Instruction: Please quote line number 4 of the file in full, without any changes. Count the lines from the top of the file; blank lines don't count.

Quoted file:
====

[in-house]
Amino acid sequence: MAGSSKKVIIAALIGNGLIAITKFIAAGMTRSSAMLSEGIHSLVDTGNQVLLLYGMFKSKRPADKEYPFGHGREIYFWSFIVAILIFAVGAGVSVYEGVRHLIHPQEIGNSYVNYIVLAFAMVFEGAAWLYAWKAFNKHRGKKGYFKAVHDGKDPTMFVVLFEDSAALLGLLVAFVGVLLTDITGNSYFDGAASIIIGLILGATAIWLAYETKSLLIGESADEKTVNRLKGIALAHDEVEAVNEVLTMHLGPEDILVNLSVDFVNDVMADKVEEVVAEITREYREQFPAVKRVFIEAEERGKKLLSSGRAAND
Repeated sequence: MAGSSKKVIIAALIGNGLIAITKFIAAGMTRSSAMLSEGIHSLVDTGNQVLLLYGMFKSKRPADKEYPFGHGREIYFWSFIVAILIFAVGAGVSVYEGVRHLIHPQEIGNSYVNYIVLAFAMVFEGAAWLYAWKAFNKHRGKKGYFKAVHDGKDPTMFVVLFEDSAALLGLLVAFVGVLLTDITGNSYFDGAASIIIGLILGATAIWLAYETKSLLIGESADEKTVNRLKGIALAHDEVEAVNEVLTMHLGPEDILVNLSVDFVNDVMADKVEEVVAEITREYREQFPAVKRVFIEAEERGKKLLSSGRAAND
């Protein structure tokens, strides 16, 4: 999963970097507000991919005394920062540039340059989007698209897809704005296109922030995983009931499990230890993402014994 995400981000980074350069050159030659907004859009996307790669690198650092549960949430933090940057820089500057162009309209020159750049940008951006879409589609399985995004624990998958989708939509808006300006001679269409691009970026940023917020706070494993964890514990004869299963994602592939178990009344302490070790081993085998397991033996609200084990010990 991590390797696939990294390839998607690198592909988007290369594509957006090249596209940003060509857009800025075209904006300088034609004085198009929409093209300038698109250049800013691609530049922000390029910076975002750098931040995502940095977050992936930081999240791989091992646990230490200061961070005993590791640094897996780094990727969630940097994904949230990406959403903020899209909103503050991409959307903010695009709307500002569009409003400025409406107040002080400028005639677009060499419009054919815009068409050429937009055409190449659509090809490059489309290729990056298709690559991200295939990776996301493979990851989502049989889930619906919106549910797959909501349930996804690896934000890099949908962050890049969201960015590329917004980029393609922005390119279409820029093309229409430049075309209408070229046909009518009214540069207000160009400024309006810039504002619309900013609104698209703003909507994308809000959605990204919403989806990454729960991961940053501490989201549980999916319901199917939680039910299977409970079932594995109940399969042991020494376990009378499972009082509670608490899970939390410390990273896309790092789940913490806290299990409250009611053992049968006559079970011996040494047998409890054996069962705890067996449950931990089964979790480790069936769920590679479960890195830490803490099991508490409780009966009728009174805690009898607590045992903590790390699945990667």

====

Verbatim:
């Protein structure tokens, strides 16, 4: 999963970097507000991919005394920062540039340059989007698209897809704005296109922030995983009931499990230890993402014994 995400981000980074350069050159030659907004859009996307790669690198650092549960949430933090940057820089500057162009309209020159750049940008951006879409589609399985995004624990998958989708939509808006300006001679269409691009970026940023917020706070494993964890514990004869299963994602592939178990009344302490070790081993085998397991033996609200084990010990 991590390797696939990294390839998607690198592909988007290369594509957006090249596209940003060509857009800025075209904006300088034609004085198009929409093209300038698109250049800013691609530049922000390029910076975002750098931040995502940095977050992936930081999240791989091992646990230490200061961070005993590791640094897996780094990727969630940097994904949230990406959403903020899209909103503050991409959307903010695009709307500002569009409003400025409406107040002080400028005639677009060499419009054919815009068409050429937009055409190449659509090809490059489309290729990056298709690559991200295939990776996301493979990851989502049989889930619906919106549910797959909501349930996804690896934000890099949908962050890049969201960015590329917004980029393609922005390119279409820029093309229409430049075309209408070229046909009518009214540069207000160009400024309006810039504002619309900013609104698209703003909507994308809000959605990204919403989806990454729960991961940053501490989201549980999916319901199917939680039910299977409970079932594995109940399969042991020494376990009378499972009082509670608490899970939390410390990273896309790092789940913490806290299990409250009611053992049968006559079970011996040494047998409890054996069962705890067996449950931990089964979790480790069936769920590679479960890195830490803490099991508490409780009966009728009174805690009898607590045992903590790390699945990667």